Lectio Divina

In Lectio Divina, we read, we seek to understand with the help of a commentary, we ponder, we take time for stillness and we respond. It is a way of life, not a method of prayer. Take the Mother of God as your model, the one who brought forth the Word made Flesh, Our Savior Jesus Christ. 

Sunday 21 April 2019 (by Sister Hildegard, Jamberoo Abbey)

The readings are:  Acts 2:1-11 Romans 8:8-17 John 14:15-16 and 23-26

Lectio: Read the first reading from the Acts 2:1-11 As always, it is best to read the Word of God slowly. Be aware of the Holy Spirit placing unction on the message of this text. When your heart responds to a word or a line, or a phrase, this is the Holy Spirit touching your heart and calling forth your response.

Meditatio: A little background to the text will help us understand it and make a response to it. The Acts of the Apostles is Luke’s historical account of events following the death and resurrection of Jesus, and the spread of the Gospel to the then known world. Last Sunday we read the account of the Ascension of Jesus into heaven – his going to his 2 Father. Historically, Pentecost was celebrated 50 days after Easter. For the Jews it was the day they remembered the giving of the Law of God to Moses on Mount Sinai. For Christians it was the day the Holy Spirit descended upon the Apostles who had gathered together in one room. Luke doesn’t give facts, – we might ask: “Which room? Which house?” Luke 24:46-53 says that after the Ascension, the apostles went back to Jerusalem full of joy; and they were continually in the Temple praising God.” The text relating the historical Pentecost, doesn’t provide details but goes straight to the event which took place, and which empowered the apostles to go out from that room and proclaim “the marvels of God.” We could make a comparison here: They were together in one room and received the flames of fire – a fire that sent them forth to the world in the name of Jesus. We, when we go to our inner room, and remain there without looking for distractions, then we too will know the divine fire of the Holy Spirit, sending us forth into the whole world (whatever that world is), in order to proclaim the marvels of the Lord. A Carthusian monk presents an in-depth teaching on the coming of the Holy Spirit: “It is the Holy Spirit, the bond of love between the Father and the Son, who infuses his love into our hearts and makes us like God, and capable of knowing and loving him.” And: To “be a human being before God is to be straining towards the elusive. It is to drink and to be eternally thirsty. At times it is to feel the presence only in the emptiness of absence. It is to hope against all hope. It is never knowing if one possesses all or nothing. It is to be a mute cry.” (“From Advent to Pentecost” by a Carthusian Monk, page 222.) Fr. Karl Rahner says that we “have to stop looking for [the Holy Spirit] only under explicitly religious labels of the kind to which our religious training has accustomed us.” Instead, we have to loosen up in order to witness the way the Spirit is at work in our lives and the lives of others. After much pondering, take time to respond to the text. You may want to ponder for a day or more, as you work, walk, garden…sit and watch the ocean, the lake, the river. Just take time. You will know when it is time to respond.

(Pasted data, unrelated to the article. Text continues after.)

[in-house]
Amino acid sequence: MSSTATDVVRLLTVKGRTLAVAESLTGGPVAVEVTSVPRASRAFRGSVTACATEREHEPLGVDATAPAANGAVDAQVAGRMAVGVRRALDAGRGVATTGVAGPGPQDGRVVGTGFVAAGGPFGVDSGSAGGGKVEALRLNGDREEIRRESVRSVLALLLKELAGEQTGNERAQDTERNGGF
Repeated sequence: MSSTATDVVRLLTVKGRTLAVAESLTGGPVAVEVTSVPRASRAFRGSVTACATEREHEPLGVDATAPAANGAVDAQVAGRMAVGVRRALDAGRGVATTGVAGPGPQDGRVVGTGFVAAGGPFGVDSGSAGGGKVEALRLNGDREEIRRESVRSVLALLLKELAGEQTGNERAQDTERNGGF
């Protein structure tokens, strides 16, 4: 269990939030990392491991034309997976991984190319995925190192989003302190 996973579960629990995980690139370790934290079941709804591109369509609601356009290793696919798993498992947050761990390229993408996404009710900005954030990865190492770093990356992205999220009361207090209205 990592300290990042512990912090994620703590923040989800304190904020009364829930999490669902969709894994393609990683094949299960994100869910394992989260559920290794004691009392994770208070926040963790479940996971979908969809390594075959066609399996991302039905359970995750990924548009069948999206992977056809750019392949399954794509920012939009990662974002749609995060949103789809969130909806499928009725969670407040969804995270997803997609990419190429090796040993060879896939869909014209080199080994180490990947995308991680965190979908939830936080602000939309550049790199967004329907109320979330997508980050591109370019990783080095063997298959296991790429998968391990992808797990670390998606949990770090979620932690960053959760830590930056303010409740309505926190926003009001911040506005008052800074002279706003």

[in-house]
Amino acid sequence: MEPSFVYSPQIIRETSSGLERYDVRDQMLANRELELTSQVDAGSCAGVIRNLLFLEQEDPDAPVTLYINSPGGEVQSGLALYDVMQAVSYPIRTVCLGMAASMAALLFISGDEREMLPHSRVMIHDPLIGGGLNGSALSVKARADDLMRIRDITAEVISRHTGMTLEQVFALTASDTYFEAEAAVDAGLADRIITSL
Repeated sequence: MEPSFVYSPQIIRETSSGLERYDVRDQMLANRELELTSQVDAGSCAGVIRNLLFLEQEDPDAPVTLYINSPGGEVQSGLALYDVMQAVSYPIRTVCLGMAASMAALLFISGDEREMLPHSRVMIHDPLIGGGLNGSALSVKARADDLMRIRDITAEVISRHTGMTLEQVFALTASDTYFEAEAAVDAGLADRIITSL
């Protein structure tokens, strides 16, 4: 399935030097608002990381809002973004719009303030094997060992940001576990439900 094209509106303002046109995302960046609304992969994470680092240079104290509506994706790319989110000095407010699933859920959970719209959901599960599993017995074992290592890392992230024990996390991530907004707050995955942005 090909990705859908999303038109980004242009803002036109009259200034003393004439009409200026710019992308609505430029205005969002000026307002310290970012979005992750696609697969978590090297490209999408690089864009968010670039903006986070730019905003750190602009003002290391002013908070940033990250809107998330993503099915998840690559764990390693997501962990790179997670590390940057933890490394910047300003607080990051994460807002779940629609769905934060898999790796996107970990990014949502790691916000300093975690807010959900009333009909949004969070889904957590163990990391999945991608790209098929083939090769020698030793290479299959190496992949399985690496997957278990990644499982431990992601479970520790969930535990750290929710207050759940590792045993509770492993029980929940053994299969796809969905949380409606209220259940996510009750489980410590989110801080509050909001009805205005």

Lectio Divina is a way of life – allow God’s word to travel with you. I share my response to this reading in Evangelizatio 1. The Responsorial Psalm: Psalm 103 The response is a prayer: LORD, SEND OUT YOUR SPIRIT AND RENEW THE FACE OF THE EARTH. Psalm 103 is very clearly a Psalm of worship. Pray with the Psalm throughout the week, marking the words, phrases or lines which speak to you and call forth prayer from your heart. When this takes place it is the work of the Holy Spirit.

Lectio: Read the Second Mass Reading, Romans 8:8-17

Meditatio: This is a mammoth text. Many of us will have written those dreaded assignments on justification by faith, and gone round and round, walking the path it maps out. It is a bit like walking through a maze. We have to ask: What is the main message of this text? And then we will find that there are several main messages. 3 There is the warning about “unspiritual things”. There is the proclamation that the Spirit of God has made a home in us. Then there is that “justification” thing! Does it ring a bell? Justification in the Letter to the Romans! Let us translate it and call it “freedom”. We have been set free and at rights with God, through the passion and death and resurrection of Jesus. Sin is death. Christ is life. The Holy Spirit lives within us because we have been set free from the unspiritual, from death and from sin. Every believer moved by the Spirit is a child of God. The Spirit within us is a Spirit which cements the relationship between us and God – it is the Spirit of children causing us to call God our Father. Ponder on the text for a day or two, and then make your response. The Holy Spirit will lead you in this. I share my response in Evangelizatio 2.